Kyuichi Tokuda

From Wikipedia, the free encyclopedia
Jump to: navigation, search
Kyuichi Tokuda
TOKUDA Kyuichi.jpg
Portrait of Kyuichi Tokuda (ca. 1952)
Chair of the Japanese Communist Party
In office
1945–1953
Preceded by Toshihiko Sakai
Succeeded by Sanzo Nosaka
Personal details
Born (1894-09-12)September 12, 1894
Okinawa
Died October 14, 1953(1953-10-14) (aged 59)
China
Political party Japanese Communist Party

Kyuichi Tokuda (徳田 球一 Tokuda Kyūichi?, September 12, 1894 - October 14, 1953) was a Japanese politician and first chairman of the Japanese Communist Party from 1945 until his death in 1953.

Biography[edit]

Kyuichi Tokuda was born in 1894 to a poor family in Okinawa. He worked as a substitute teacher before studying law in 1918 at Nihon University. He graduated in 1920, and became a lawyer. Tokuda went to Moscow and Petrograd to take part in the Congress of Revolutionary Organizations and Peoples of the Far East. He joined the Japanese Communist Party following his return to Japan. He was elected a member of its central committee. In 1925, he traveled to Moscow, where he took part in the ECCI. In February 1928, he was the candidate of the Workers' and Farmers' Party in the parliamentary elections. In March 1928, he was arrested and was sentenced to ten years at hard labor but was not released until on October 1945, a month after the end of World War II. While in prison, it was reported that Tokuda was branded. He was quoted as saying "I, myself was branded at Abashiri prison, and lost the use of my right arm as a result."[1] [2] [3]

He was held in Fuchu prison when he was released. It was reported that when he walked out of Fuchu prison, he was immediately hoisted to the shoulders of a cheering crowd of Communists and Koreans shouting "Banzai for the release of the fighters of the people's front." Tokuda was quoted as saying "The imperial system is the root of all evils", and that "The emperor must go before Japan can even begin to fulfill the terms of the Potsdam declaration." and that "Militarism, bureaucracy and the rulership of our moneyd interests rests solely on the antiquoted monarchy." In Oct 1945, Kyuichi Tokuda extended thanks for the release of political prisoners to an officer representing Gen. MacArthur's chief of staff, Lt. Gen. Richard K. Sutherland.[4] [5] [6] [7] [8] Kyuichi Tokuda declared his intention to lead a movement to overthrow the emperor and the powerful ruling families of Japan, and asserted that he would lead a campaign for a republic and redistribution of the land.[9]

In July 1948, Tokuda survived an assassination attempt while giving a speech in Saga, Kyushu. The assassin was Ichiro Koga, a 27-year-old coal miner, who used a homemade grenade. Tokuda was wounded, but survived.[10] [11] [12] [13]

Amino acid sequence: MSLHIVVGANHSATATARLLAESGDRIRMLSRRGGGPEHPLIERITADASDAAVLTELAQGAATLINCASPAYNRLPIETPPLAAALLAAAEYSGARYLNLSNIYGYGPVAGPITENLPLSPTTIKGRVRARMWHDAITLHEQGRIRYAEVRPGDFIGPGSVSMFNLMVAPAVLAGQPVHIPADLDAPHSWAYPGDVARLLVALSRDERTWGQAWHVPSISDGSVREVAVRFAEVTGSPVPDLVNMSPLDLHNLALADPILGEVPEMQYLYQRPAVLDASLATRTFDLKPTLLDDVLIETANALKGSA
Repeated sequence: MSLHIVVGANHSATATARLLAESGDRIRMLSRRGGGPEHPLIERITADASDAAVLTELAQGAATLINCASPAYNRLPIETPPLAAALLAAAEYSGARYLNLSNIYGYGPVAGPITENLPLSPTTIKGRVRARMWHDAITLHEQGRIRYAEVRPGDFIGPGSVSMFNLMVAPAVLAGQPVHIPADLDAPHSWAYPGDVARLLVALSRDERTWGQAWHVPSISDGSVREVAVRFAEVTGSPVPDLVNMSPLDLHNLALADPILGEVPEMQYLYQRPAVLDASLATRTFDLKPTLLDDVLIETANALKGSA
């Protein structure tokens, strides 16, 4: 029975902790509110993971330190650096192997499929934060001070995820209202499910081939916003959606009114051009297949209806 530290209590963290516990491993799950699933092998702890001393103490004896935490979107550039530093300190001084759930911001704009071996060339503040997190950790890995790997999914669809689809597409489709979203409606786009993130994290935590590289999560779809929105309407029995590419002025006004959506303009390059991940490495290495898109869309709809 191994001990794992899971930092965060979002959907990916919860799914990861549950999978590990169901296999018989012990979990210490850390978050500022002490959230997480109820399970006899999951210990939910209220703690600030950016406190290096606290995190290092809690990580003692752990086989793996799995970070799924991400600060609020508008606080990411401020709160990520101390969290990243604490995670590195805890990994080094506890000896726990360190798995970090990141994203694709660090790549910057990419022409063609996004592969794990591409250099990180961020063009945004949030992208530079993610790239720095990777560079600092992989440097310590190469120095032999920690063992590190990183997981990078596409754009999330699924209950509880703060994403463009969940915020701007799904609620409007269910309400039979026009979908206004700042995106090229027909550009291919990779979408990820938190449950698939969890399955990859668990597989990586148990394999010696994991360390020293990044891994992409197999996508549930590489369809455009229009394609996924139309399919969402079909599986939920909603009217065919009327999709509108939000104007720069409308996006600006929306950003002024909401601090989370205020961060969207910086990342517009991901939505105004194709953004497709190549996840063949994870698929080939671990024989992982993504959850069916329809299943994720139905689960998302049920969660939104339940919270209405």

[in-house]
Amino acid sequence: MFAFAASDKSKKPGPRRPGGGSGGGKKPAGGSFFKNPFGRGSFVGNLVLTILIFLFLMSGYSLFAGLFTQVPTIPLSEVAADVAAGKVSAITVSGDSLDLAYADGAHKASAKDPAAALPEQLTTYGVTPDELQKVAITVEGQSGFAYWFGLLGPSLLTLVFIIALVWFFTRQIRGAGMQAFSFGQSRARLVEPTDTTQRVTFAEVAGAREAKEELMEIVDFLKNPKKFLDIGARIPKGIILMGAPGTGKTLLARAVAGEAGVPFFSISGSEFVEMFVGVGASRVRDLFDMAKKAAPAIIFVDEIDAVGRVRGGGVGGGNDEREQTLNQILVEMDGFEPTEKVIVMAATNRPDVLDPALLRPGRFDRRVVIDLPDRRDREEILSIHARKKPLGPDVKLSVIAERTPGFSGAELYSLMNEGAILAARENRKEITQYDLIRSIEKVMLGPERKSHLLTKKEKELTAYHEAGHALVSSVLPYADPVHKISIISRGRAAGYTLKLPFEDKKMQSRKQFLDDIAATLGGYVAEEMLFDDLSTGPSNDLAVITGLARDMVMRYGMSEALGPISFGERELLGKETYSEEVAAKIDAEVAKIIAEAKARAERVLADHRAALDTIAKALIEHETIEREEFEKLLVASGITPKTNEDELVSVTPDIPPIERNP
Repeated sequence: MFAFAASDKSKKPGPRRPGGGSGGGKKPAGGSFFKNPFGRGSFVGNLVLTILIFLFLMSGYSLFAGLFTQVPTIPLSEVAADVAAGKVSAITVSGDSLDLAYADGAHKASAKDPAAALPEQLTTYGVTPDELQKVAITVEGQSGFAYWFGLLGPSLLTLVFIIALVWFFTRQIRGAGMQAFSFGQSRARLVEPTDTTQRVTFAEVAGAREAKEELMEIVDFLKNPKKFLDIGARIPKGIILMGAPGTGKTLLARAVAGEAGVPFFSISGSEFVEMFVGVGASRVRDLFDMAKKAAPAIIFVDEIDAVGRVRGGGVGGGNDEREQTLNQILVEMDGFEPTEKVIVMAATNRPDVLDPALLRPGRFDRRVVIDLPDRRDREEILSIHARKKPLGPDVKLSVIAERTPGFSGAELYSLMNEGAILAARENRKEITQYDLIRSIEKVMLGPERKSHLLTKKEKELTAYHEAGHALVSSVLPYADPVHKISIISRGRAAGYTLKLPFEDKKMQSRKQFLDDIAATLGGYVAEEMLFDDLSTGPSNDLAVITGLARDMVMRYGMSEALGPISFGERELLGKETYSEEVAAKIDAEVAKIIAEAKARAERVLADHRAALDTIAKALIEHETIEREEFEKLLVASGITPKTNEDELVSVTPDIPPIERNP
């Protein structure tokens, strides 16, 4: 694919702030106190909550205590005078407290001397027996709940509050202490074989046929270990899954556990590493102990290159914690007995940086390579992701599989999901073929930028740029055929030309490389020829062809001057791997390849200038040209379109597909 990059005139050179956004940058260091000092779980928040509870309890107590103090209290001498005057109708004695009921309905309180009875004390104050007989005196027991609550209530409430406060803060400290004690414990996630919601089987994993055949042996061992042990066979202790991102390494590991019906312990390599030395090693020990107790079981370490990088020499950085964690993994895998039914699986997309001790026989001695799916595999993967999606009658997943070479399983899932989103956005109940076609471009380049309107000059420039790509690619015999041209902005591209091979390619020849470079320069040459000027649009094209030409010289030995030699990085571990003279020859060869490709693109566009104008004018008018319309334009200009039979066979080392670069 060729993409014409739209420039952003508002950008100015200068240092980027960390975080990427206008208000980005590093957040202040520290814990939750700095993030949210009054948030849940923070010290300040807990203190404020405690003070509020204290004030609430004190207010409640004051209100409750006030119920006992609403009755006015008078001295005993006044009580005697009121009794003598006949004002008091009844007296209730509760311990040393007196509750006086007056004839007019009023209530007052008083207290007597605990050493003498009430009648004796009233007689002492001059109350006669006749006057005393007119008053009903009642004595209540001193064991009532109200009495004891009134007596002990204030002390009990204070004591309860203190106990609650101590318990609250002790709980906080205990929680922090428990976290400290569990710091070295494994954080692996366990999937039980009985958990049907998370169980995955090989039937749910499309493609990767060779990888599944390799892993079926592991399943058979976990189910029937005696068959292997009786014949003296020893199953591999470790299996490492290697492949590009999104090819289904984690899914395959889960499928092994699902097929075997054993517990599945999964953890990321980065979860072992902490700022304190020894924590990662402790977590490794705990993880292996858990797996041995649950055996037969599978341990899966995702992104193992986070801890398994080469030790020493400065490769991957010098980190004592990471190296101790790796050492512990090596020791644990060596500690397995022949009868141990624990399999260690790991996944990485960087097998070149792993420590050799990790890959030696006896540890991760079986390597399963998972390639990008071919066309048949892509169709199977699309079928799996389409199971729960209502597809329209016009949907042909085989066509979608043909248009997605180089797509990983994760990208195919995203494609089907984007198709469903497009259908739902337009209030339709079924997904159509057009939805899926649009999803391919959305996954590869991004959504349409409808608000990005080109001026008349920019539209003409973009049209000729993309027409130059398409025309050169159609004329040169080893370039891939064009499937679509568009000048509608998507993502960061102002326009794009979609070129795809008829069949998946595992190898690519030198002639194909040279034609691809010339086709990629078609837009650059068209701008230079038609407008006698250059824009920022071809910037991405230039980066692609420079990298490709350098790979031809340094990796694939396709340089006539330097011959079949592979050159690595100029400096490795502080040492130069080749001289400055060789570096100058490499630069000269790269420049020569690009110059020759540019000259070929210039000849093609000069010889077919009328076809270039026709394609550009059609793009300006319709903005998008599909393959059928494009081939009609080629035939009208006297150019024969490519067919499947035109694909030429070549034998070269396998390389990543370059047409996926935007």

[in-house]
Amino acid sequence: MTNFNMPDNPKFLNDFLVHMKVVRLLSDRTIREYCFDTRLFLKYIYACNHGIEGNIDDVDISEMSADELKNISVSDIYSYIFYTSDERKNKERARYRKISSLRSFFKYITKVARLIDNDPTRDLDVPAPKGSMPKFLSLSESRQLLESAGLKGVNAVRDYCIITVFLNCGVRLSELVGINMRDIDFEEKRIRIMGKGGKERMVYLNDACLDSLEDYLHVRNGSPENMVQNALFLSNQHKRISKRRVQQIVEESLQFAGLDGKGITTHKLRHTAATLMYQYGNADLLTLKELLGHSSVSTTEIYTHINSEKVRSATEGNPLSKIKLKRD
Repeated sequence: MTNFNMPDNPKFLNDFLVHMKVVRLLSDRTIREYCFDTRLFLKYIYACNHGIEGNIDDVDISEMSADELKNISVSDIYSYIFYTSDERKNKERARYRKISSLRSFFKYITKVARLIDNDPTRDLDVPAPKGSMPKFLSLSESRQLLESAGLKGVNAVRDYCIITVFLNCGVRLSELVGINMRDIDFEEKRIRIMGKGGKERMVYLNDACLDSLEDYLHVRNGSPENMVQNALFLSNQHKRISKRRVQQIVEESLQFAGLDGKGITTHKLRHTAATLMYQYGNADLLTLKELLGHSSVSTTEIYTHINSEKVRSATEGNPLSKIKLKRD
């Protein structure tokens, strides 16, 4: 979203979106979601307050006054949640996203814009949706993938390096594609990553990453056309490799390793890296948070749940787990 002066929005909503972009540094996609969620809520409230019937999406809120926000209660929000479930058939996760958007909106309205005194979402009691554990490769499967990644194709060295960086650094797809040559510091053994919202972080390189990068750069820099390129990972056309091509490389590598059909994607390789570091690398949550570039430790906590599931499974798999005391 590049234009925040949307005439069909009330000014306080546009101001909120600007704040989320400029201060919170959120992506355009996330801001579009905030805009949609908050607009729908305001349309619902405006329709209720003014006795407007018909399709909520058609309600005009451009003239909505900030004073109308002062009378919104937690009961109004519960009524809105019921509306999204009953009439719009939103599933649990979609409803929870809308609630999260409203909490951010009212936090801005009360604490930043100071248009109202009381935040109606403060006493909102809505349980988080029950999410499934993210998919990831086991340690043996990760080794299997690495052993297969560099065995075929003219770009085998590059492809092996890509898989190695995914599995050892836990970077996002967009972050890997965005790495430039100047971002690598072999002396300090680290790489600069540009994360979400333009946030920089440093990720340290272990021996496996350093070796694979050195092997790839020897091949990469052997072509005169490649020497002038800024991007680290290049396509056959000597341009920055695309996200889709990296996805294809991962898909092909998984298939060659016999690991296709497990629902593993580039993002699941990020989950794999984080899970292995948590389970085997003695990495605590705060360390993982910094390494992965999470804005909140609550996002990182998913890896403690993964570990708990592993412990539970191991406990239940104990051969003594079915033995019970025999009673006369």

He became the secretary-general of JCP. He was elected to the House of representatives three times in a row. In 1950, he was purged by the Occupation authorities. He fled to Beijing. He died in Communist China in October 1953.[14][15]

Tokuda was noted for his fierce oratory, and for being "a tough, uncompromising fighter, popular with the workers.[16]

Works[edit]

  • Eighteen Years in Prison (Gokuchu juhachi-nen) by Kyuichi Tokuda and Yoshio Shiga. Published by the Japanese Communist Party Party in 1948.
  • Appeal to the People

See also[edit]

References[edit]

  1. ^ Frédéric, Louis (2002). Japan Encyclopedia. Harvard University Press. p. 975. 
  2. ^ Milorad M. Drachkovitch (December 1, 1986). Biographical Dictionary of the Comintern. Hoover Institution Press. pp. 472–473. 
  3. ^ "EMACIATED INTELLECTUALS LEAVE PRISON CAMPS". The Age. Oct 10, 1945. 
  4. ^ "Japanese Diet Called Farce". The Tuscaloosa News. Oct 5, 1945. 
  5. ^ "CAN"T HAVE DEMOCRACY AND HIROHITO, JAPS SAY". Toronto Daily Star. Oct 4, 1945. 
  6. ^ "REMOVE HIROHITO IS CRY OF FREED JAP COMMUNISTS". Toronto Daily Star. Oct 10, 1945. 
  7. ^ "Remove Hirohito, Tokyo Reds Ask". The Pittsburgh Press. Oct 10, 1945. 
  8. ^ "Nippon Communists March Through Allied-Ruled Tokyo, Ask Removal of Jap Emperor". The Bulletin. Oct 10, 1945. 
  9. ^ "BAN FREEDOM FOR JAP REDS". The Milwaukee Sentinel. Oct 3, 1945. 
  10. ^ "PRESSURE FROM LEFT INCREASES IN JAPAN". The Lewiston Daily Sun. Jul 21, 1948. 
  11. ^ "THE WORLD TODAY By James D. White AP Foreign Affairs Analyst". Sarasota Herald-Tribune. Aug 2, 1948. 
  12. ^ "JAP NO. 1 RED HURT". Sarasota Herald-Tribune. Jul 28, 1948. 
  13. ^ "Assassin Hits Japanese Red". Eugene Register-Guard. Jul 20, 1948. 
  14. ^ Frédéric, Louis (2002). Japan Encyclopedia. Harvard University Press. p. 975. 
  15. ^ Milorad M. Drachkovitch (December 1, 1986). Biographical Dictionary of the Comintern. Hoover Institution Press. pp. 472–473. 
  16. ^ "Leaders of Japan Communist Party". The Age. Jun 6, 1950. 

External links[edit]